This is a common question that I come across from many people. Is there a minimum requirement of knowledge? Do I need to know the full doctrine of Christ? What must I know? Let us examine the events that we have just looked at to see what they knew. What did the Philippian jailor know in Acts 16? The text tells us that they spoke “the word of the Lord.” We are not given details about exactly what was taught. But we can make some clear assumptions. Paul did not preach for the next 2 weeks on the whole doctrine of Christ and then he was baptized. What did he tell him? Obviously about repentance and baptism and that is what the jailor and his household did.
Acts 2 may help us the most since we are given the text of Peter’s sermon. What did he teach them? Did they need to know that instrumental music was not the authority of God? What was taught to convict their hearts? (1) The events they had witnessed were prophesied by God. (2) Jesus is the Christ, the son of God. (3) Jesus is not dead, but has resurrected and now sits at the right hand of God ruling. (4) They had crucified the Messiah. (5) They needed to do something for forgiveness. It is with this message that we convict the hearts of men today just as it was done 2000 years ago. What did Philip preach to the eunuch in Acts 8:35? The good news of Jesus from the scriptures. That is what the gospel means “good news.” What did Philip preach to the Samaritans in Acts 8:12? The good news about the kingdom of God and the name of Jesus Christ. Look at Acts 10:38 43 where Peter preaches to Cornelius. What did Peter teach? The life of Jesus, that he was crucified and raised up on the third day and that everyone who obeys his words will be saved. These are the things that are needed to be known. They were convicted of sin, they needed to repent and be baptized.
Our higher standard
I am afraid that many have made a higher standard for salvation than what God has left for us. I believe sometimes we think that we must teach them everything we know about God before they can be baptized. But we see no example of this in the scriptures. Salvation is very simple. One must be ready to submit their lives to God in every thing and obey the words of Lord for salvation. Perfect knowledge is not required. If it was, then who among us could be baptized? Will anyone say that they have perfect knowledge of the scriptures? That is something that we are striving toward, that we grow up into all things which is Christ. Christ does not tell us to be full grown before salvation is offered. Can we prove this from the scriptures? Absolutely. Consider Simon the sorcerer in Acts 8. He was baptized with the other Samaritans. Did Simon have perfect knowledge about the Holy Spirit? Obviously not, for he thought he could purchase the gift of God. Did that nullify his previous baptism? No, he just needed to repent. What about the Jewish Christians? Did they have perfect knowledge about the scriptures and the will of God? No, otherwise there would have never been any problems about circumcision, meat sacrificed to idols, the keeping of new moons and sabbaths, even the allowing of Gentiles into the kingdom of God. Was their salvation negated? No. Did they need to learn the truth and grow in the Lord? Yes.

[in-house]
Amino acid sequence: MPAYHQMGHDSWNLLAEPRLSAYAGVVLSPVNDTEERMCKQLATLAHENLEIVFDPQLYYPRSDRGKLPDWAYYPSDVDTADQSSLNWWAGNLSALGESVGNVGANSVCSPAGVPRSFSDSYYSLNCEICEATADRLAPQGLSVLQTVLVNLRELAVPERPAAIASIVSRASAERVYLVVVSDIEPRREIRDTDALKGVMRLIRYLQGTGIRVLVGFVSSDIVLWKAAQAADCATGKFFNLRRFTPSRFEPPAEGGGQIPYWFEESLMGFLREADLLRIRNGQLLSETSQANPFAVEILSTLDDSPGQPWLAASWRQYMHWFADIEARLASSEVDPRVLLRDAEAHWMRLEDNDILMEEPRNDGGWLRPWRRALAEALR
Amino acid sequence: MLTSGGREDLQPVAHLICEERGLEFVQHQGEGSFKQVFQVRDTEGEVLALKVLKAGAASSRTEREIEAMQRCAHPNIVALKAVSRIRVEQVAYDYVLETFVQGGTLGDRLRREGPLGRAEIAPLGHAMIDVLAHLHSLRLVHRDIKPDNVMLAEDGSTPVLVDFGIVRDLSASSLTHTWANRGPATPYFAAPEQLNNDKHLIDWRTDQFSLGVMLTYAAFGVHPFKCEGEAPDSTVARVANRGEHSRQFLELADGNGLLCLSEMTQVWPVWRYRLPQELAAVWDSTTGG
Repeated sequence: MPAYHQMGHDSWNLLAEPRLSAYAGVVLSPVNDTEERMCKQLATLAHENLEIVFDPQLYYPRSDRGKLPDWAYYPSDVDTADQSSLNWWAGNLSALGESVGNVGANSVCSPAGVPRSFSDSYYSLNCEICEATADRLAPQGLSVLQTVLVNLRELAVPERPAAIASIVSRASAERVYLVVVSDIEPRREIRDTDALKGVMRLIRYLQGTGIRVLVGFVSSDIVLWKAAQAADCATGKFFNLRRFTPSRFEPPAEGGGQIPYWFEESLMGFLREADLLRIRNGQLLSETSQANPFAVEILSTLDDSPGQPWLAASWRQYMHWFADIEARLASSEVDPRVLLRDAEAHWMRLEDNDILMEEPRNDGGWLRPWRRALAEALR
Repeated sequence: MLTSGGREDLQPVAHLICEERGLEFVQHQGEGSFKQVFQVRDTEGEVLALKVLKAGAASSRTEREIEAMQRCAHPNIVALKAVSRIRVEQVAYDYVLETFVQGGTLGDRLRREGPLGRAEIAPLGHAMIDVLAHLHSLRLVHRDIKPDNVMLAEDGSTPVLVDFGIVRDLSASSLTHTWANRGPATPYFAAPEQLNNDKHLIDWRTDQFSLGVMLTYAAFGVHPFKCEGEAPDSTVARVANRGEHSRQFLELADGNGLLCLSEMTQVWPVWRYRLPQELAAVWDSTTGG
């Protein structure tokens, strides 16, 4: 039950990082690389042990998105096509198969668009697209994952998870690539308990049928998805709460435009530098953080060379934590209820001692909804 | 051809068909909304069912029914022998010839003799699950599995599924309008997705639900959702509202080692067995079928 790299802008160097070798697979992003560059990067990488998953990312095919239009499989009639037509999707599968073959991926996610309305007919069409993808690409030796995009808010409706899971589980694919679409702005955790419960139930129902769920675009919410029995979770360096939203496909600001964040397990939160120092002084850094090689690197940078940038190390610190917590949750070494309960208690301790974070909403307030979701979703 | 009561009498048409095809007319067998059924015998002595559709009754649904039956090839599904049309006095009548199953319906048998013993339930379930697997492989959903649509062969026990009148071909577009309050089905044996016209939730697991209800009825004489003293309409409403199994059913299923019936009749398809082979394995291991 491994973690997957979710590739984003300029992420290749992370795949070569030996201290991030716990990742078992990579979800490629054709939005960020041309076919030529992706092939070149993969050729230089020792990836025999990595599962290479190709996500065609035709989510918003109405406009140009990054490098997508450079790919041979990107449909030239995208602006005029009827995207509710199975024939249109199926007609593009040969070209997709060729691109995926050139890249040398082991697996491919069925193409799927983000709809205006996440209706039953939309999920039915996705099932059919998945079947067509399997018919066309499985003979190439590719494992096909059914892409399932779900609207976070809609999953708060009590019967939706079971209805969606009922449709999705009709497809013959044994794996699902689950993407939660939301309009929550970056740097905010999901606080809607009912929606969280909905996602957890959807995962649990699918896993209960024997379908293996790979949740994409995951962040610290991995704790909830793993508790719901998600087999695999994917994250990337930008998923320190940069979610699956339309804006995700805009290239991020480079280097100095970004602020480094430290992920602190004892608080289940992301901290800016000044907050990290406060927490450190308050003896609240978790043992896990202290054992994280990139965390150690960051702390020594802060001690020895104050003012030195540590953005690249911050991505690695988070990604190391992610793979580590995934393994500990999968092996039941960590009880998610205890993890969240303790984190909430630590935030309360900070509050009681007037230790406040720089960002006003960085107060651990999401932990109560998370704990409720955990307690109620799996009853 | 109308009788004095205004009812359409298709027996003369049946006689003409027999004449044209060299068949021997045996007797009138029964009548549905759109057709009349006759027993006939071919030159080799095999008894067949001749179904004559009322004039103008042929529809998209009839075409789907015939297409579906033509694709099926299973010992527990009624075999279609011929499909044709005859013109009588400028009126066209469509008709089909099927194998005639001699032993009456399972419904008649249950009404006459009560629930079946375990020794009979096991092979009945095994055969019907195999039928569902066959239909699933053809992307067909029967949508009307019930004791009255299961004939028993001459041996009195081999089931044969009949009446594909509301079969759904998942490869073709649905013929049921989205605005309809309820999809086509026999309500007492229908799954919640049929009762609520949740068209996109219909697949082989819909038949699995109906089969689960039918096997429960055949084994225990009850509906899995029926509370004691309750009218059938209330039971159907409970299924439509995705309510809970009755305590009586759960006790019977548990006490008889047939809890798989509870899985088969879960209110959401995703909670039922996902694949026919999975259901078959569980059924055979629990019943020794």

Not simply belief
On the other hand, it is not simply the reciting of these things to show that one is ready to be baptized. Anyone can say that I believe that Jesus Christ is the son of God. Anyone can say that Jesus died and then was raised by God three days later. In fact, our five year old children can say those very words. But we see these men understood what sin is and why they needed Jesus. They knew they needed Christ, otherwise they would not have asked the question, “what must I do to be saved?” They understood what Christ had done for them and they were submitting their lives to the Lord by repenting and being baptized. Obedience from recognition of sin and love for the Lord. It is not simply belief. It is love for the Lord, submission, obedience, and faith in God that leads someone to these acts as we have seen in numerous examples in the book of Acts.
Does it matter where you are baptized?
What do the scriptures teach? In Acts 2 when three thousand souls were baptized, where were they baptized? We do not know? We are not given that information. Did they go find a baptistry? Did they find the nearest church building to baptize? Obviously not. This is an area that we have general authority. We are told that we must be baptized and that we are to go and make disciples by baptizing them. General authority. Do we have a specific command for a location. No. Therefore, any body of water that is large enough to immerse can be used for baptism. Thus, we can baptize people in the river, which was very common years ago when local congregations did not have baptistries. Could we go to the ocean and baptize? Can we go use someone’s swimming pool? Of course. Let us go a little further. Can we baptize someone in their bathroom jacuzzi tub? Yes, as long as it is enough water to be immersed in. Suppose our baptistry goes on the fritz and we need to baptize someone. Could we call up the baptist church or some other church building that has a body of water and baptize there? Does it matter what body of water we use? No. The point is that we do not need to baptize only in this building or only with our baptistry. We have been given general authority to baptize in water and that gives us the discretion to find any body of water that we would like to use.